Summer Festival also scheduled!


Deep End, the Wassaic Project’s eighth annual exhibition, draws inspiration from J. G. Ballard’s post-apocalyptic short story of Earth’s last remaining men fighting to hold on to a love, life, and their humanity. The exhibition explores themes of the strange, dystopian, supernatural, and end of world, and showcases the work of more than 60 emerging artists, more than 50 of who are former Wassaic Artist Residents. The Wassaic Project invites visitors to climb the seven stories of the Maxon Mills and experience this unusual, playful, and dark exhibition from now through September 20. They also host their annual Summer Festival from July 31st – August 2nd this year.

Featuring five full-room installations by artists Holden Brown, Ghost of a Dream, Elias Hansen, Sarah Hardesty, and Corina Reynolds, Deep End creates a substantial and lasting impression. Holden Brown has transformed the mechanics room of Maxon Mills into the suburban American dream nightmare; using imagery of mausoleums, sunken houses, Brown explores the notions of and what belongs above and under ground. Elias Hansen has created a darkly glowing laboratory of nefarious nature, while Sarah Hardesty offers an installation of both safety, hazard and precaution with her vibrant orange branches and twine looming just over head. Ghost of a Dream‘s multi-media installation Better is THE END sources ending scenes from Westerns to create a continuous horizon line, circling the room with an endless ending. Corina Reynolds has crafted a bleak office space that highlights the comical attempts to inspire workers with motivational imagery but results in a soulless and haunting environment. 

The exhibition also continues to excavate these themes through art pieces beyond the full-room installations. On the ground floor, visitors are greeted by Kelly Goff‘s Dumpster, a decaying waste container with an interior painted fluorescent turquoise highlighting the object’s emptiness and rust. Known for her portrayal of mythological mermaids that dispel our traditional understanding, Roxanne Jackson displays some of her shocking sculptures. Kelli Rae Adams has pickled local Wassaic produce and presented the jars as alternative food sources during leaner and harsher times.Christopher Daniels presents a large-scale crayon drawing depicting the horrors of our current world, which is a piece of his collection currently on display at The Cindy Rucker Gallery.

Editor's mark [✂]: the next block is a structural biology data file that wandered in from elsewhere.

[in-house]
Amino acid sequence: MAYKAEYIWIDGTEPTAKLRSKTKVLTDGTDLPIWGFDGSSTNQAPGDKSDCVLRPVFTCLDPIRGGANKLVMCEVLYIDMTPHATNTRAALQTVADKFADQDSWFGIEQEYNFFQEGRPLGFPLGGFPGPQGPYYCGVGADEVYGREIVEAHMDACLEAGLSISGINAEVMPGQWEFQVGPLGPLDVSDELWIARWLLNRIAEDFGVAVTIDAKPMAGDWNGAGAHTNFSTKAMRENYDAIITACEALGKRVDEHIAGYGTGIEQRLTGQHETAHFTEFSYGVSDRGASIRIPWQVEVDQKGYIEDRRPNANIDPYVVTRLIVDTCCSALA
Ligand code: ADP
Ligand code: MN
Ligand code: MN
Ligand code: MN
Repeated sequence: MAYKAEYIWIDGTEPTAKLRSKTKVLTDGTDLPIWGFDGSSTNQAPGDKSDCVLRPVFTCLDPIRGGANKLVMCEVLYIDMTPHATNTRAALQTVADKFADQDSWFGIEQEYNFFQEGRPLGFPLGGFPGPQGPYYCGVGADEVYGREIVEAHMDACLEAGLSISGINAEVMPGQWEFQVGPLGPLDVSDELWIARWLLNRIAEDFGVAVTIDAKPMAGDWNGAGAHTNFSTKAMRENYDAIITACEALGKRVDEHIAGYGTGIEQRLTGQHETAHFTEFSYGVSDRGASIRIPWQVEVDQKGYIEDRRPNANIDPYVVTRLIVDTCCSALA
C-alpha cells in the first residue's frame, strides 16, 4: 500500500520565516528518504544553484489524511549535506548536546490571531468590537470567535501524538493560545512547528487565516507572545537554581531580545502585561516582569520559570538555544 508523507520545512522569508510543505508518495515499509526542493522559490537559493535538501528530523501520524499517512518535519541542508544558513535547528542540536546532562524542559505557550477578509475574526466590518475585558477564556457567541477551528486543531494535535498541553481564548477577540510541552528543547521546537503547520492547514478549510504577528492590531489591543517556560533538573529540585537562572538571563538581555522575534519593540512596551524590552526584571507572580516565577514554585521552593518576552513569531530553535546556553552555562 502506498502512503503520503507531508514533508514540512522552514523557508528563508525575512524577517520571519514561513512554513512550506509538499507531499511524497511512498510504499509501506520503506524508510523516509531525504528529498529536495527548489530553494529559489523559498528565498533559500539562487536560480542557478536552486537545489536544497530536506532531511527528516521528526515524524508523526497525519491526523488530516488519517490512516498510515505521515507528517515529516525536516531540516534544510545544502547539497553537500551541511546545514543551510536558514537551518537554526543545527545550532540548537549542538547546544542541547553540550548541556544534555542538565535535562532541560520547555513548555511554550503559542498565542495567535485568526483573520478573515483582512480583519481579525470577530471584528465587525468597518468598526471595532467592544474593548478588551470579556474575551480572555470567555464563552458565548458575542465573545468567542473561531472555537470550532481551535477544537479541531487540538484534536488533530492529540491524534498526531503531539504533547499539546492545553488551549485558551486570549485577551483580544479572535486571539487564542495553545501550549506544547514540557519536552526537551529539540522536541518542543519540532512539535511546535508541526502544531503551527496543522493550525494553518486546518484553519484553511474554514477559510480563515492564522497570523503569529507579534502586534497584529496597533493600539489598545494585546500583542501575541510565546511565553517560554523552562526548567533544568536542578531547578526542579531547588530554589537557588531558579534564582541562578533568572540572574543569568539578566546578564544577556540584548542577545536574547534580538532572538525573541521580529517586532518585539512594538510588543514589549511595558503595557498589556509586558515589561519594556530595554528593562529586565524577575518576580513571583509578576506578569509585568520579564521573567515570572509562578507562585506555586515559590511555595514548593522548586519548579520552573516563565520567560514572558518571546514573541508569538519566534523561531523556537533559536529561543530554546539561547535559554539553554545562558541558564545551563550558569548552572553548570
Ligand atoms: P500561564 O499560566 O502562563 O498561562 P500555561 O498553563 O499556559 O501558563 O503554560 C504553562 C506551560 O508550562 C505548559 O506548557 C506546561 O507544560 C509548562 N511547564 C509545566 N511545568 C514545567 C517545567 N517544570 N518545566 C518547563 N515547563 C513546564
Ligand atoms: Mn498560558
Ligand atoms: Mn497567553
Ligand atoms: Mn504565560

The Wassaic Project Summer Festival is a FREE, annual, multi-disciplinary celebration of art, music, dance, and community featuring more than 100 artists, 25 bands, film screenings, dance performances, and much more! Housed in the unique buildings and property of the Wassaic Project, the festival escapes the white walls of traditional art spaces and focuses on site-sensitive installations and performances. The festival creates a weekend-long opportunity for artists and performers of all mediums to come together, exchange ideas, learn new things, and engage in a thriving community. Participants are encouraged to come for the day or stay the weekend, camping onsite. Programming is cutting-edge yet family friendly. The beautiful Hamlet of Wassaic is remarkably accessible from NYC and a short walk from the train station. Funding for the festival comes from art sales, micro-spending, sponsorship, and donations.

The Wassaic Project has also partnered with Spanish magazine Rizoma to award the first ever Rizoma Art Prize to Granada, Spain-based Heli Garcia. Ever mindful of the importance of art in its social context and its immediate community, the directors and curators have opened a Library/Zine Reading Room filled with artist books, publications, and artworks. This unique facility underlines the great efforts to create a stimulating and engaging community for local and summer residents and professional artists. Be sure to visit the website for the summer programs

Wassaic Project’s located at the Maxon Mills, is 37 Furnace Bank Road in Wassaic, 12592. Contact them at (347) 815-0783. Gallery Hours are Fridays and Saturdays, 12pm – 7pm, and Sundays 12-5pm and by appointment. Guided Tours are offered every last Saturday of the month at 4pm. 

Take the train and then walk; it’s only about a 10-minute walk from the Wassaic train station on Metro-North’s Harlem 

If you have time, grab a wood-fired pizza or bite to eat at the Lantern Restaurant, which is across from the Railroad tracks at 10 Main Street, 845-373-8389.

Via Dutchess County Tourism

Author: Harlem Valley News